What Howard has called the “appreciative mindset”, then, we can see in terms of completely reframing “the problem” in an attempt to find what works and build on that. I linked this to the concept of focusing on an alternative “virtuous cycle” to counter the vicious cycle that is already in place due to the trauma. This will resolve the splitting that the trauma caused in the first place, reconciling or unifying that false dichotomy. This is how we become healthy and balanced.

    Once we recognize civilization as traumatic, as splitting connected things (such as the mind and the body) into false dichotomies, as being a positive feedback loop (vicious cycle), then we start to see the incredible power of this insight. We have gotten to the core of the issue here — and it comes down to the disconnect between a linear paradigm and a systemic paradigm. This is the ultimate false dichotomy that we must reconcile, and to do it we must get at the trauma that caused it.

    It is then no wonder that people are being defensive about Ran’s post on thinking versus feeling, because this is getting into the realm of the trauma that we have personally gone through. We use our thoughts and our intellect to stay away from or repress our feelings because they are so painful. This is the very essence of the mind/body split — when the trauma occurs during our childhood, we’re trapped and the only release we have is through dissociation. As an example, the trauma could be being punished by a controlling or manipulative parent, often the father, for doing something that was a part of our identity.

    From this dissociation or disconnection we have the linear paradigm, where the mind, the subject, acts in a top-down way on a world of objects. Denied the balancing feedback of the world connected to the mind, the world is seen as something we own or control — or at the very least, something we act on in a single direction or line.

    As we learn to repress our feelings and emotions more and more (we call such a process ‘maturity’), we gradually learn to think of our entire story as one of linear progress. We rise up from the depravity of childhood and become adults, coming to understand what was a traumatic experience as being for our own good.

    We then project this story onto our society as a whole. While we originally conceived of civilization as a traumatic experience or a fall from grace, wherein we were punished by God (the Father) for our innate curiosity, we gradually learned to think of the entire story as one of progress. We rise up from the depravity of savagery and become civilized, coming to understand what was a traumatic experience as being for our own good.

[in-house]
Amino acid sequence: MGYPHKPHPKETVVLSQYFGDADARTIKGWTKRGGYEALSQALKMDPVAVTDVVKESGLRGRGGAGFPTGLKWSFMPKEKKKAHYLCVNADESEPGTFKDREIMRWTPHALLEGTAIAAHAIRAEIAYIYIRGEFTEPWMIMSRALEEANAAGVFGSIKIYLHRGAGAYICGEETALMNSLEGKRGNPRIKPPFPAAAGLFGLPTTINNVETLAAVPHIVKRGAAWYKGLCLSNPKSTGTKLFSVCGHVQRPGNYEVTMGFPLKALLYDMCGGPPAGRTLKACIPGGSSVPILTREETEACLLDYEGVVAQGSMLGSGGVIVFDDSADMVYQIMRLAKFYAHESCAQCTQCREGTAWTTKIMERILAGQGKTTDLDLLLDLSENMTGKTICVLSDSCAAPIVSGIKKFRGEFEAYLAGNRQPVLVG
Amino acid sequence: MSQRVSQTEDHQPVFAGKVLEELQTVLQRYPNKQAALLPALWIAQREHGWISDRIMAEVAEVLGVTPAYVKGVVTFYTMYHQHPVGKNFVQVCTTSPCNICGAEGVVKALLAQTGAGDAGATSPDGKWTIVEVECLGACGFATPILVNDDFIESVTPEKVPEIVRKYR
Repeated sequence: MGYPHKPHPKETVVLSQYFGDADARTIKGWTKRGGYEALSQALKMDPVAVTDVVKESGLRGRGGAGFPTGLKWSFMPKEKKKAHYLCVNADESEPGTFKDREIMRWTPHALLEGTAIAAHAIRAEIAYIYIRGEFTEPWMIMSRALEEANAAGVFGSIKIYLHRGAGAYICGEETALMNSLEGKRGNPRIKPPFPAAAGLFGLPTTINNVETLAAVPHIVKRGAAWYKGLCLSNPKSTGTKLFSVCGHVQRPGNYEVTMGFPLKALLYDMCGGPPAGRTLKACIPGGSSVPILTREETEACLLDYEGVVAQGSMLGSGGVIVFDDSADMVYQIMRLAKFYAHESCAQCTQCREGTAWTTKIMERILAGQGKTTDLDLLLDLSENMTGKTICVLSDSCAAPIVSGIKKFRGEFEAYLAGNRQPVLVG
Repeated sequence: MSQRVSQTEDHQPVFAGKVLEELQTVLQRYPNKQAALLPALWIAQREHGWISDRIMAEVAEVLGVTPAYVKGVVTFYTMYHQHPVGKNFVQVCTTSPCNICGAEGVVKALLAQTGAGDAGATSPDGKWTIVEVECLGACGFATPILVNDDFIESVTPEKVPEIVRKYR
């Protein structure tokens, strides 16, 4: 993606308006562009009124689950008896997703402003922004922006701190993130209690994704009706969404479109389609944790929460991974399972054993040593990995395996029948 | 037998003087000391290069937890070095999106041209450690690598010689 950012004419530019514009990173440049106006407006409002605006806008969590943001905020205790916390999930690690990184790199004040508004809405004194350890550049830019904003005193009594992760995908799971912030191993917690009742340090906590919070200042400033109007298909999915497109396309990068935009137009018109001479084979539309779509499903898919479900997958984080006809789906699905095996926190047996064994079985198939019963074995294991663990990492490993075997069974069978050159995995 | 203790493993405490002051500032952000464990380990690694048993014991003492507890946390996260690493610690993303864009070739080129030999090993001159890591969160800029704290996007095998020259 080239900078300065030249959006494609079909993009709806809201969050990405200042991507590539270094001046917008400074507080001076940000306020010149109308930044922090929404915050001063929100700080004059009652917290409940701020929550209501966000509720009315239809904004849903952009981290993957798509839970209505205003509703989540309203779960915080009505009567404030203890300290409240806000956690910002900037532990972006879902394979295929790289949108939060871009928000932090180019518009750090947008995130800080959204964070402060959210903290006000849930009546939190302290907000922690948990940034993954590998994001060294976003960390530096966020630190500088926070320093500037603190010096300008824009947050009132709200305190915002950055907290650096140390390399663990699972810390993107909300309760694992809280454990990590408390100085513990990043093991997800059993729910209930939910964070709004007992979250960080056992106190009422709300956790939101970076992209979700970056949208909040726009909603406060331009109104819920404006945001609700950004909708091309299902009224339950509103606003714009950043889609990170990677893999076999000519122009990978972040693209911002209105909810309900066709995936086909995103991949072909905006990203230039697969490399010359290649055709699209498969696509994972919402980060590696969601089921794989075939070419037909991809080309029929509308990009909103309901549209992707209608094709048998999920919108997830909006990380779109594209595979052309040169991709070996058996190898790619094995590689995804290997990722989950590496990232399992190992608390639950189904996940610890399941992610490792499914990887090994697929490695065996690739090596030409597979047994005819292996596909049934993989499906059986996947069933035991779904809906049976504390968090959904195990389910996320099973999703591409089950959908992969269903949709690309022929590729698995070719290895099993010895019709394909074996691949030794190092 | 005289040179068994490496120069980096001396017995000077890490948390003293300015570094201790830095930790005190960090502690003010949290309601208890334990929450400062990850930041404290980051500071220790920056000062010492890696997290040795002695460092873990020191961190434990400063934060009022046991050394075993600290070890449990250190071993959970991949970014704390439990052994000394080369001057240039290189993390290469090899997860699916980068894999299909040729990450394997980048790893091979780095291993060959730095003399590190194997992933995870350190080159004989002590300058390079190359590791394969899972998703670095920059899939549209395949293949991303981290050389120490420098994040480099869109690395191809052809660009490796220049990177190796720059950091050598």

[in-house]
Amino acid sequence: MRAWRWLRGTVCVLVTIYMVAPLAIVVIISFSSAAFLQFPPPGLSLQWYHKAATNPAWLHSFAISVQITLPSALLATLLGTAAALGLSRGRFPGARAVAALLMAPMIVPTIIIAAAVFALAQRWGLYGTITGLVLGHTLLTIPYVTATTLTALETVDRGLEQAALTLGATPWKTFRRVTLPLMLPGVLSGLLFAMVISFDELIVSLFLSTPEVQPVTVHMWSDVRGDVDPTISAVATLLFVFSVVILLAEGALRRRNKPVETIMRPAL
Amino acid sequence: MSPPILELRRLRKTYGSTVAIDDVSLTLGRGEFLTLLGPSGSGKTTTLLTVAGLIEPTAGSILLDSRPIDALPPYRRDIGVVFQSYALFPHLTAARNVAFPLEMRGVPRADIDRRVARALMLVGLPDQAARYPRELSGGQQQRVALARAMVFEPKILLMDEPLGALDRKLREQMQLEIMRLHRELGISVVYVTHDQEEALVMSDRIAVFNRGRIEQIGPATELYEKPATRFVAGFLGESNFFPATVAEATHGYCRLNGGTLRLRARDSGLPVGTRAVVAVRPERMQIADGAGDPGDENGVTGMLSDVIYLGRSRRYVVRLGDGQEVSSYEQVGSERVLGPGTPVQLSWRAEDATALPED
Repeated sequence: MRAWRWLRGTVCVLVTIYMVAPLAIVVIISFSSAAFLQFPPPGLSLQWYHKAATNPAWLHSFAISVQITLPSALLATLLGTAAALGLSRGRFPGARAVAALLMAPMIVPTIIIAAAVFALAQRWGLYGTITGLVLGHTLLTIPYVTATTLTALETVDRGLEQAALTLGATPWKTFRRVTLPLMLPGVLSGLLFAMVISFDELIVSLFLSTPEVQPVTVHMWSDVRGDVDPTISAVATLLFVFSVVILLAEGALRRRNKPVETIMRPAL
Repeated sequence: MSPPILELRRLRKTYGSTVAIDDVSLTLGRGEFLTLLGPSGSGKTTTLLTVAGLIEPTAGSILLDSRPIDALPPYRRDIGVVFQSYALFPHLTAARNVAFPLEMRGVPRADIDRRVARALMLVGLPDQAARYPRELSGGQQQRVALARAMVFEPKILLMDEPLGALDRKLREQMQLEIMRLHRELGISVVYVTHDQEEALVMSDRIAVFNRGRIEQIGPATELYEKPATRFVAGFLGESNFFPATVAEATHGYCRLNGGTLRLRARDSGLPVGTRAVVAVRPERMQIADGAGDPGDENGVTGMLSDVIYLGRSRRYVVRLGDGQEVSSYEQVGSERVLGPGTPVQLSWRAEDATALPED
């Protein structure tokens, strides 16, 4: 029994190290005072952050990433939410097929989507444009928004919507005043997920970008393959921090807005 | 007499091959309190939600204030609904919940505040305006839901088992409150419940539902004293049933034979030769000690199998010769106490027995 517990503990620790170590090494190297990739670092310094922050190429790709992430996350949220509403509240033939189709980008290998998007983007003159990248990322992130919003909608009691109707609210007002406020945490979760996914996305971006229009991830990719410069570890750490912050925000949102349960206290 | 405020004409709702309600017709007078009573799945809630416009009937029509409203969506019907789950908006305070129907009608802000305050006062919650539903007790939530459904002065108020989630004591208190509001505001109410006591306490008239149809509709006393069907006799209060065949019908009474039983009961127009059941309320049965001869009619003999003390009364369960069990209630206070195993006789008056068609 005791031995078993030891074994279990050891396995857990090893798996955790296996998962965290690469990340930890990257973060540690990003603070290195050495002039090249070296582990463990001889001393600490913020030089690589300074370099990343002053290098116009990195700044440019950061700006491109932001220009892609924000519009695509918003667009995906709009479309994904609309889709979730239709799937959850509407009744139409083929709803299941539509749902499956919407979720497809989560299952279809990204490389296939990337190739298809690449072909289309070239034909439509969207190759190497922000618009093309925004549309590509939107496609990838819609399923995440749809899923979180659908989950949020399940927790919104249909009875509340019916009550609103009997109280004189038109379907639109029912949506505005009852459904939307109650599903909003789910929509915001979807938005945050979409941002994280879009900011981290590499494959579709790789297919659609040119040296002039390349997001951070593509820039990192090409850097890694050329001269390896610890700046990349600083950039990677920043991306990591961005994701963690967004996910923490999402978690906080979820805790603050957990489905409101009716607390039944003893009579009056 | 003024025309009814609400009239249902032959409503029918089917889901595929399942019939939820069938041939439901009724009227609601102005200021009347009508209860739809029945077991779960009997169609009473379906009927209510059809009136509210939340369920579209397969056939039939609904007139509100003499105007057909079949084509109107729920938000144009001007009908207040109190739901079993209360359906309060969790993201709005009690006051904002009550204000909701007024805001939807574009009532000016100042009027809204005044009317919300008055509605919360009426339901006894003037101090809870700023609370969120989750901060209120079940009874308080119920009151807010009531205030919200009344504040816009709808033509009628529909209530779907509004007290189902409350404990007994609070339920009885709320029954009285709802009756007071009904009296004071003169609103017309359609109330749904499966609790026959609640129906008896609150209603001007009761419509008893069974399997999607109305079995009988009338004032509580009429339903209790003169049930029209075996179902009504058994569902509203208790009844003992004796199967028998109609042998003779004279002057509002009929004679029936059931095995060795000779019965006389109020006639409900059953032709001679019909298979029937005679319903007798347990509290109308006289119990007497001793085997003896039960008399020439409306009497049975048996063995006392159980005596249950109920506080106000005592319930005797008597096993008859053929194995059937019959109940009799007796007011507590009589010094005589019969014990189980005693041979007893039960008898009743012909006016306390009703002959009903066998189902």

Inevitably, then, questioning the story of civilization questions our own stories on a subconscious level. Rather than talking about our emotions and our feelings, however, we play out this discussion symbolically and intellectually, preferring to discuss such abstract concepts as “primitive” versus “civilized” rather than the closer-to-home child versus adult or body versus mind.

    As I mentioned earlier, the way we get release from the trap of the false dichotomy (or vicious cycle) is by reconciling it. This means reconnecting things that appear disconnected to a split mind. What we must come to see, then, is that the mind and the body, thoughts and feelings, the child and the adult, the primitive and the civilized, are strongly connected. When we are mindful and look deeply, we can see that the mind and the body are one and the same, thoughts and feelings are closely connected, the child and the adult are both equally human, and that the “primitive” and the “civilized” are both equally human as well.

    Ultimately, it comes down to applying what we know in our own lives. As M. King Hubbert wrote, “Our ignorance is not so vast as our failure to use what we know.” By reconnecting with lost pieces of our selves and connecting new pieces to that self, we heal our trauma and are able to finally feel release.

    This feeling of release or freedom is what I think most people are looking for, above all else. Indeed “freedom” is one of our highest values (because of and despite its absence), and “escape” (as you wrote about) and “salvation” are both almost universally longed for.

    But pain is the way to the truth, as Alice Miller says. And for the moment we are not empowered enough to feel our pain. So we deny it and run from it, preferring to shift the burden and develop “quick fix” defense mechanisms, an example of which being nitpicky intellectual discussion that goes nowhere.

    That is what I think is happening here. This is perhaps the most important understanding I’ve ever come to. Thanks for giving me the space to write some more about it.

    – Devin

    Posted by: Devin | 03/04/2006

    This post inspired a post on my blog.

    Posted by: sara | 03/24/2006